Working with 2d data defined on a grid is pretty straightforward in Matlab; you can easily visualize the data with imagesc and smooth it through convolution. Working with data sampled at non-uniform intervals is much trickier. Doing something as simple as visualizing it becomes a pain.

One way of getting around this is to resample the data on a uniform grid. This works well if your data is densely sampled. If not, then you’ll have to fit the data to a nonparametric surface. The gridfit function available on Matlab Central does this. The technical details are sketchy, but from what I gather the bilinear option basically approximates the surface with a tensor product of linear B-splines. The corresponding regression is penalized with a smoothness penalty whose strength is determined by the end user. It works pretty well, but I don’t really like the way it handles edges.

I searched for more Matlab-based tools that rely on tensor products of splines but I couldn’t find anything very promising. Mathworks has a documentation page on tensor products of splines but the syntax is very low-level and far from intuitive. The curve and surface-fitting toolbox doesn’t include a ready made method of fitting surfaces with splines; the only available smoothing option is Lowess.

The situation is much better in R, where Simon Wood maintains the mgcv package for GAMs that can fit surfaces to data via Generalized Additive Models. He has a fantastic book on this subject (which also has an excellent intro to GLMs, btw).

A worthy alternative to spline-based smoothing of surfaces is Gaussian Process regression. Indeed, kriging, which is mathematically equivalent to Gaussian Process regression, was used for the smoothing and interpolation of 2d and 3d geostatistical data much before the popularity of Gaussian processes in machine learning circles. You can use the GPML package to fit a Gaussian process to your data. The syntax is geared towards machine learning types rather than day-to-day 2d data smoothing, but the documentation is extensive. You can automatically determine the optimal smoothing strength with Gaussian processes. You might find geostatistical packages, such as this one, more user-friendly, although I have yet to try them.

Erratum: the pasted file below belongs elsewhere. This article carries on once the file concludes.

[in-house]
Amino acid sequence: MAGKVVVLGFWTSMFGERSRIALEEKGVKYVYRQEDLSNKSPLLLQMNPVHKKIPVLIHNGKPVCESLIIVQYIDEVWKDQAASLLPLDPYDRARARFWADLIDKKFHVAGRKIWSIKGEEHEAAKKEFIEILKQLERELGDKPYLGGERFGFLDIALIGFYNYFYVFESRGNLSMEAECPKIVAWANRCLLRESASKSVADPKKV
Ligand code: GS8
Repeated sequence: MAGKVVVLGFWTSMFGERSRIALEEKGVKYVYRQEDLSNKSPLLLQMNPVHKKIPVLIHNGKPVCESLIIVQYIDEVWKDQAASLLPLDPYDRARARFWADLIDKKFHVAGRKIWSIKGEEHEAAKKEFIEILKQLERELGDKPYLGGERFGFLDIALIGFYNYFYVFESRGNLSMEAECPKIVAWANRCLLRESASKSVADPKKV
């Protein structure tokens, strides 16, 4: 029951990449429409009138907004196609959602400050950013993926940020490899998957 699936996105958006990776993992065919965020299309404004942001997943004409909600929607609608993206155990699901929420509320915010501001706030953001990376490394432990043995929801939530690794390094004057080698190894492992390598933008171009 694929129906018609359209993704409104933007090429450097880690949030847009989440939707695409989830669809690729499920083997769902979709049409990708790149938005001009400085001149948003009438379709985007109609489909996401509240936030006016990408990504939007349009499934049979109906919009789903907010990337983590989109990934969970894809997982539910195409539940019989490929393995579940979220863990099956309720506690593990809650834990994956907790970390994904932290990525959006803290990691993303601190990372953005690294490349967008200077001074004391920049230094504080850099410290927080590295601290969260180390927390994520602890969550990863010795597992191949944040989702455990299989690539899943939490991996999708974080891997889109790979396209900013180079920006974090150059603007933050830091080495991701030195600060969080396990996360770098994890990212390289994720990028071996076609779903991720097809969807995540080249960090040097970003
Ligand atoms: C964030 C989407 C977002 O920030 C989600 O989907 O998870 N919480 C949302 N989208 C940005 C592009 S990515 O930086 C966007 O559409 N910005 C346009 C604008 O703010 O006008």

The top figure shows some data I simulated that is shaped like a Gabor. The data is quite noisy and irregularly sampled. The Gaussian process reconstruction is quite nice. One especially useful aspect of Gaussian processes is that you get uncertainty estimates for free. Here you see that the uncertainty rises far from the data points. The gridfit reconstruction is not bad, but the edges are handled less naturally.

The data was generated by:

%Simulate a Gabor nobs = 100; xy = randn(nobs,2)*3; obs = exp(-(xy(:,1).^2+xy(:,2).^2)/2/1^2).*sin(-(xy(:,2)))+randn(nobs,1)*.1; scatter(xy(:,1),xy(:,2),50,obs,'filled')

Fitting with a Gaussian process, assuming the GPML toolbox is on your path, is done like so:

%2D version %This is to handle the case where data has non-zero mean and slope meanfunc = {@meanSum,{@meanLinear, @meanConst}}; %Squared exponential covariance with ARD for smoothing-effect similar to %that of convolution with a Gaussian covfunc = {@covSEard}; %Gaussian likelihood for normal errors likfunc = @likGauss; %Initialize the hyperparameters like they say in the GPML doc ell = 1; sf = 1; hyp2.cov = log([ell,ell,sf]); hyp2.lik = log(0.1); hyp2.mean = [0;0;0]; %Optimize the hyperparameters to get the best smoothing hyp2 = minimize(hyp2, @gp, -100, @infExact, meanfunc, covfunc, likfunc, xy,obs); %test meshgrid [xi,yi] = meshgrid(-10:.05:10,-10:.05:10); X2 = [xi(:),yi(:)]; %Perform inference and get the results on new datapoints [m,s2] = gp(hyp2,@infExact,meanfunc,covfunc,likfunc,xy,obs,X2); %reshape(m,size(xi)) gives you the surface %reshape(sqrt(s2),size(xi)) gives you the uncertainty estimates

Finally, gridfit is used like so:

zi = gridfit(xy(:,1),xy(:,2),obs,xi(1,:)',yi(:,1),'interp','bilinear','smoothness',50);

## One response to “Smoothing a non-uniformly sampled surface”

This may not strictly be related to you post…but,

What is the best way to ensure finding a good minima using the minimize function by the selection of initial hyperparameters? Often for long compound covariance functions with many hypers, I find that this is rather difficult. Thanks!